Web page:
Stress-busting tips from up a mountain

Beam’s Dan Grimshaw wrote the piece below for Trail Running magazine, where he extols the virtue of running up mountains as the perfect antidote to workplace stress.

Eleven hours in and another 35k to go and it’s starting to get tough. You take in the alpine scenery – watch people doing sensible things like swimming and hiking – and ask yourself why you did not just come on holiday instead. But that would be far too easy and obviously not half as much fun.

In the run-up to the race, ticking off trails including the Ultra X 125 England, Endurancelife, and Maverick Adidas TERREX UTSJC, had all given my confidence a boost over the past couple of years. But the Mozart 100 ultra-trail – at 108 kilometres and 5.000 meters of positive elevation on a loop over two mountains in Salzburg, Austria, – was something new and felt like a big step up. And when you consider you add one kilometre for every hundred metres of elevation on a mountain run, equivalent of 160km on the flat, it is more like four marathons in one day. Scary stuff.

Initially, I started running because I loved being outside and in nature. And since setting up Beam Development in 2011, it has been a way of helping me handle the stress of managing projects and scaling up operations. Now that I am busier than ever, managing clients and leading a sizeable workforce, being able to run and switch off has become even more important.

Back in Austria, and I was enjoying the race and the serenity that comes with knowing you have nothing to do but put one foot in front of the other until the race is done. I liked the stillness in my head, that almost meditative-like state that running brings you. But sadly, it was not to last. With more than 30kims to go, I hit a mental and physical wall; temperatures were touching 34 degrees; I was mentally and physically exhausted, and the thought of carrying on felt like madness.

Luckily, what got me out of the hole was something I’ve done before when ski mountaineering (another mountain sport I love). It is quite simple; it just involves counting steps from one to 100, patting yourself on the back and smiling, and then starting the count all over again from the beginning. It’s a great distraction and good for your rhythm; and because everything else is too painful to think about you can focus on that and nothing else. I did that for 10 or 15 minutes until I had steadied myself and made it to the last major aid stop. A much-need pause and some welcome cold towels and my next round of nutrition, was like a miraculous reset. Deciding to break the remainder of the course into five kilometres sections and promising myself not to look at my watch too often, I was back on the road, and even starting to enjoy it. Well, if you can call it enjoyment.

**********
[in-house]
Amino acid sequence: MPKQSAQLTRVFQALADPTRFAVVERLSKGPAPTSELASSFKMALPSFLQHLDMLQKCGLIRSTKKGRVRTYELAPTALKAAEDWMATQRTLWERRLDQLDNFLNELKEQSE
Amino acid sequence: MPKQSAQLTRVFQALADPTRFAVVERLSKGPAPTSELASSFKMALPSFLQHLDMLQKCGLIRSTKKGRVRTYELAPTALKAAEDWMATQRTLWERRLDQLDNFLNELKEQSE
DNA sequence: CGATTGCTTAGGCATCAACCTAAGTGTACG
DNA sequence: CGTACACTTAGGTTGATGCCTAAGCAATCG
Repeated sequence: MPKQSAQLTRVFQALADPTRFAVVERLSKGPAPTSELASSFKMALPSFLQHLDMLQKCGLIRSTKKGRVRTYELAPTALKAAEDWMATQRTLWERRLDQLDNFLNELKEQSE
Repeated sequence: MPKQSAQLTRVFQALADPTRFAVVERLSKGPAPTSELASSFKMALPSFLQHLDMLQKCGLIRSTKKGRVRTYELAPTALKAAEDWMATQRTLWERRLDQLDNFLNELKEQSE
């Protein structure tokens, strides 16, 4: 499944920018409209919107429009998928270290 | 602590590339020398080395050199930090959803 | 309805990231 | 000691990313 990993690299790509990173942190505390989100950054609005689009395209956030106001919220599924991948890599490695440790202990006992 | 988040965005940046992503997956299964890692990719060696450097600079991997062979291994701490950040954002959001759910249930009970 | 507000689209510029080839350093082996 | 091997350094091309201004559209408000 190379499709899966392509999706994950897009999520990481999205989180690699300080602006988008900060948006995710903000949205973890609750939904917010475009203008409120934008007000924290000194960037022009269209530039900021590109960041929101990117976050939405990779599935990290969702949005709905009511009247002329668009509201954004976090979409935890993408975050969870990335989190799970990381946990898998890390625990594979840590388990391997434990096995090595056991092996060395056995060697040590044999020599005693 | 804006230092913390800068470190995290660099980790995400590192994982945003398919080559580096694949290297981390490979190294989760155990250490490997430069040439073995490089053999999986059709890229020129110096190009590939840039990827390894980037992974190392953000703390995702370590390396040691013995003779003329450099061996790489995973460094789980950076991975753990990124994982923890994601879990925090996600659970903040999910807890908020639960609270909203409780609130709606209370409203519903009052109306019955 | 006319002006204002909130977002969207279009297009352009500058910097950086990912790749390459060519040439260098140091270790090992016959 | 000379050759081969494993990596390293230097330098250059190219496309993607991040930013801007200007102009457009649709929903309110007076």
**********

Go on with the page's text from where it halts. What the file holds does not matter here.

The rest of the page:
I completed the Mozart-100 – part of the UMTB World Series, ‘the world's ultimate trail-running circuit that unites the sport's biggest stars and passionate runners’ – in 17:39:55, 278 out of a field of 455, and was chuffed. I can only describe the feeling crossing the finishing line as one of pure contentment, mixed with relief that was all over. The sense of accomplishment and satisfaction was overwhelming.

I’m sure the endurance and positive attitude required to get round an ultra-course are something lots of business owners would relate to. Running for that length of time and distance gives you a new perspective. However, reconciling the benefits of flogging yourself half to death up a mountain can take a bit of explaining to other people. For me, the best way to describe it, is when you do something that is bigger, harder, longer, or more difficult than you’ve ever done before, makes everything else up to that point seem easier. Similarly, in my work, I like taking on more and more challenging projects, and avoid doing the same thing over and over.

And the future? Completing Mozart 100 has qualified me to enter the UTMB (Ultra-Trail du Mont-Blanc), a 170km race around Mont Blanc with 10,000m of elevation, one of the most famous races in mountain trail running. That will be the culmination of a five-year project – and then – who knows…